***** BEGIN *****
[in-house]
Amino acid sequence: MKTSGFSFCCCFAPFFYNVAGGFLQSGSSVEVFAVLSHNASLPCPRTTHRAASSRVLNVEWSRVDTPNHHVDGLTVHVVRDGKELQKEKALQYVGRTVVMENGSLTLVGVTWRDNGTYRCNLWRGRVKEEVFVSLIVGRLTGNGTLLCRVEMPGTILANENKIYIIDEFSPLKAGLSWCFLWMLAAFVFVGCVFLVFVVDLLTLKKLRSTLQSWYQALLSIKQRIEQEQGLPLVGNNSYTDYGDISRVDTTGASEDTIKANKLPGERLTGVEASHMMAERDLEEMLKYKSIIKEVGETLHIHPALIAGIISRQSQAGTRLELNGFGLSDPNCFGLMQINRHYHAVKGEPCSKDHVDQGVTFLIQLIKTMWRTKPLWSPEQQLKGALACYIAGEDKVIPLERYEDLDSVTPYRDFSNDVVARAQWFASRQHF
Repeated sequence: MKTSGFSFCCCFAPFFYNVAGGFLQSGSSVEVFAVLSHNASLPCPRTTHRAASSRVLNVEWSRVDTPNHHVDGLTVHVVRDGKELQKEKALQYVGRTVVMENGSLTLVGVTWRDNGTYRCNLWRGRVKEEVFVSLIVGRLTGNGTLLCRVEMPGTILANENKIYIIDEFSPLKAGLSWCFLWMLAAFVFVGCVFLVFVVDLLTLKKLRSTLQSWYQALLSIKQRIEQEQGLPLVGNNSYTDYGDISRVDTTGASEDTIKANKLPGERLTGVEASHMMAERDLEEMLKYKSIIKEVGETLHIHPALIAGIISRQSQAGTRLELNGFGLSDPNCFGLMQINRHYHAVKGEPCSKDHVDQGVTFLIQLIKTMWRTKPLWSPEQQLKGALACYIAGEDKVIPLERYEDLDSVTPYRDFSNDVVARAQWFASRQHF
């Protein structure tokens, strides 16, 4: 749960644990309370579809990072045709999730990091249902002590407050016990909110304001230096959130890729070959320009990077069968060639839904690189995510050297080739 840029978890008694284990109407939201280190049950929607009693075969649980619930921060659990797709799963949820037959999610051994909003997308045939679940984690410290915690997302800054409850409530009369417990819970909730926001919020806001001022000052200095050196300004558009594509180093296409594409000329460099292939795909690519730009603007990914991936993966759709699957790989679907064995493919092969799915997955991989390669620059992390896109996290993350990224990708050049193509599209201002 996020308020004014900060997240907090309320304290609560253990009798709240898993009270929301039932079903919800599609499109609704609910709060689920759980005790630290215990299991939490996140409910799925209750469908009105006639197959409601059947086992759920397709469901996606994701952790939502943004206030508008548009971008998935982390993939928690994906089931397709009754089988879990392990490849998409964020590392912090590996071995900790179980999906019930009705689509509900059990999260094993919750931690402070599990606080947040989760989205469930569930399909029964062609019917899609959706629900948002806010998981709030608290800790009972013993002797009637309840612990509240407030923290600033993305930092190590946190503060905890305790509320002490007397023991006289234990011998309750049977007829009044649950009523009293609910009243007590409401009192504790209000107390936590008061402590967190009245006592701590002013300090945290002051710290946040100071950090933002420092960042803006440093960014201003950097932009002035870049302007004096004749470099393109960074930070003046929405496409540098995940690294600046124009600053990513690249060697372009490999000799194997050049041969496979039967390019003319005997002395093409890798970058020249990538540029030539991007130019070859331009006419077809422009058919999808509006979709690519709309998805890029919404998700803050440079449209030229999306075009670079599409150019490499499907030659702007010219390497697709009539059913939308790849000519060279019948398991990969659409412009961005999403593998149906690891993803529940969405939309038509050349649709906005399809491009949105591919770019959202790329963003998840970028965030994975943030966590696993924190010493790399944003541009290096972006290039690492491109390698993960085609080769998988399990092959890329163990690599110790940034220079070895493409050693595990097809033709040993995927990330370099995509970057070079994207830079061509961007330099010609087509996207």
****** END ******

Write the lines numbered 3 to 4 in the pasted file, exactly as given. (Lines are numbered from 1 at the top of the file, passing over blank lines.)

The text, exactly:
Repeated sequence: MKTSGFSFCCCFAPFFYNVAGGFLQSGSSVEVFAVLSHNASLPCPRTTHRAASSRVLNVEWSRVDTPNHHVDGLTVHVVRDGKELQKEKALQYVGRTVVMENGSLTLVGVTWRDNGTYRCNLWRGRVKEEVFVSLIVGRLTGNGTLLCRVEMPGTILANENKIYIIDEFSPLKAGLSWCFLWMLAAFVFVGCVFLVFVVDLLTLKKLRSTLQSWYQALLSIKQRIEQEQGLPLVGNNSYTDYGDISRVDTTGASEDTIKANKLPGERLTGVEASHMMAERDLEEMLKYKSIIKEVGETLHIHPALIAGIISRQSQAGTRLELNGFGLSDPNCFGLMQINRHYHAVKGEPCSKDHVDQGVTFLIQLIKTMWRTKPLWSPEQQLKGALACYIAGEDKVIPLERYEDLDSVTPYRDFSNDVVARAQWFASRQHF
């Protein structure tokens, strides 16, 4: 749960644990309370579809990072045709999730990091249902002590407050016990909110304001230096959130890729070959320009990077069968060639839904690189995510050297080739 840029978890008694284990109407939201280190049950929607009693075969649980619930921060659990797709799963949820037959999610051994909003997308045939679940984690410290915690997302800054409850409530009369417990819970909730926001919020806001001022000052200095050196300004558009594509180093296409594409000329460099292939795909690519730009603007990914991936993966759709699957790989679907064995493919092969799915997955991989390669620059992390896109996290993350990224990708050049193509599209201002 996020308020004014900060997240907090309320304290609560253990009798709240898993009270929301039932079903919800599609499109609704609910709060689920759980005790630290215990299991939490996140409910799925209750469908009105006639197959409601059947086992759920397709469901996606994701952790939502943004206030508008548009971008998935982390993939928690994906089931397709009754089988879990392990490849998409964020590392912090590996071995900790179980999906019930009705689509509900059990999260094993919750931690402070599990606080947040989760989205469930569930399909029964062609019917899609959706629900948002806010998981709030608290800790009972013993002797009637309840612990509240407030923290600033993305930092190590946190503060905890305790509320002490007397023991006289234990011998309750049977007829009044649950009523009293609910009243007590409401009192504790209000107390936590008061402590967190009245006592701590002013300090945290002051710290946040100071950090933002420092960042803006440093960014201003950097932009002035870049302007004096004749470099393109960074930070003046929405496409540098995940690294600046124009600053990513690249060697372009490999000799194997050049041969496979039967390019003319005997002395093409890798970058020249990538540029030539991007130019070859331009006419077809422009058919999808509006979709690519709309998805890029919404998700803050440079449209030229999306075009670079599409150019490499499907030659702007010219390497697709009539059913939308790849000519060279019948398991990969659409412009961005999403593998149906690891993803529940969405939309038509050349649709906005399809491009949105591919770019959202790329963003998840970028965030994975943030966590696993924190010493790399944003541009290096972006290039690492491109390698993960085609080769998988399990092959890329163990690599110790940034220079070895493409050693595990097809033709040993995927990330370099995509970057070079994207830079061509961007330099010609087509996207």